And the State, in our day, has no religion. How is it possible for the Agnostic State, while maintaining an attitude of religious neutrality, to obtain the aid of religion as an instrument of ethical culture? . 143

In the Education given in the Board Schools this difficulty has been overcome by the invention of a new variety of religion, which is Theism plus a certain amount of Christian sentiment ..... 145

Such religious teaching is doubtless better than none at all. But the State has no right to force it, directly or—which is much more likely—indirectly, on children whose parents prefer more definite training in faith and morals .... 146

The Denominational system is the only system possible, in this country, which is consistent with the father's rights, which respects his religious liberty . 147

But those rights and that liberty are not absolute: they are conditioned by the rights and needs of the social organism. The same principles which warrant th«

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State in undertaking the Education of children who
otherwise would not be educated at all, also wan-ant
it in requiring that the intellectual instruction of tho
nation shall come up to a certain standard . . 147

The proposition that if Education be compulsory it ought
to be free, is untenable. But if—as is certainly tho
case—vast numbers of parents, through penury, are
unable to do their duty in the matter of educating
their children, the State ought to enable them to do
it, in the paramount interests of the social organism . 147

And in practice it will be found that Free Education, that is Education paid for by the State, is the best solution of the many difficulties attending the subject . 14S

The right of the State to satisfy itself as to the quality of the Education given does not primarily arise from tho State's paying for it. The true reason for the public control of Education is that it is a matter of vital importance to the public interests . . . 148

Practically, different methods of Education are most desirable as factors of individuality. Education should not be a State monopoly. Tho replacement of the Denominational system by what is called "a National System" would be a deadly blow to liberty 149 SUM MART. xxvii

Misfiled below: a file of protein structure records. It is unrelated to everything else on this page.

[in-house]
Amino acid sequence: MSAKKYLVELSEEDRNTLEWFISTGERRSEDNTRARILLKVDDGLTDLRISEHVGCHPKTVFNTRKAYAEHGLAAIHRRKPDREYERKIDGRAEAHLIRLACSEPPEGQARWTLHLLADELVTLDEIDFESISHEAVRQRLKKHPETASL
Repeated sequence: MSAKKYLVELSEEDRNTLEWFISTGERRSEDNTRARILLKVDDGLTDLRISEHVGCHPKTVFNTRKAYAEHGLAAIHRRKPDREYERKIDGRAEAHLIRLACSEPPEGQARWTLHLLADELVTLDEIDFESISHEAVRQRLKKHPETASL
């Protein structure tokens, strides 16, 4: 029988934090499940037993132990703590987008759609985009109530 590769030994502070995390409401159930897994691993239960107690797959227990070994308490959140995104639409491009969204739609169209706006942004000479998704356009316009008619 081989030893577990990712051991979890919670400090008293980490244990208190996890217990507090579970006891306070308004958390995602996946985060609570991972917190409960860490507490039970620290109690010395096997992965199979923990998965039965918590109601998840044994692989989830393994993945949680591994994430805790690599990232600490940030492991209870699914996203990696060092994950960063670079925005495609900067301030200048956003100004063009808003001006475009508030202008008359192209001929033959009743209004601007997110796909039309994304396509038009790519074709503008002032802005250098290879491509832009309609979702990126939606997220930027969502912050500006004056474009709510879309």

CHAPTER VI.

Woman's Eights.

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The Shibboleth of Woman's Rights is well adapted to impress the general mind. But if specious, it is also vague ....... 151

One wants to know what the rights claimed for woman

are and how they arise .... 151

It will be well to turn for information on this subject to the three writers who appear to be looked upon as most authoritative by the advocates of Woman's Rights: Miss Wollstonecraft, Mr. J. S. Mill, and Mr. Karl Pearson ..... 152

Miss Wollstonecraft, basing her argument upon the proposition that "the prevailing opinion of a sexual character is erroneous," insists that the sexes ought to be educated together, and claims for women admission to all, or well nigh all, the callings and occupations of men, and a direct share in legislation . 152

Mr. Mill contends that "the principle which regulates the existing relations between the two sexes—the legal subordination of the one to the other—is wrong in itself," and that it ought to be replaced by "a principle of perfect equality, admitting no power or privilege on the one side and no disability on tho other" . . . . . . .100

Mr. Karl Pearson is of opinion that "all assumption of a distinction between woman and man which reaches beyond the physical fact of child-bearing is absolutely unwarranted ;" declares that woman is "entitled to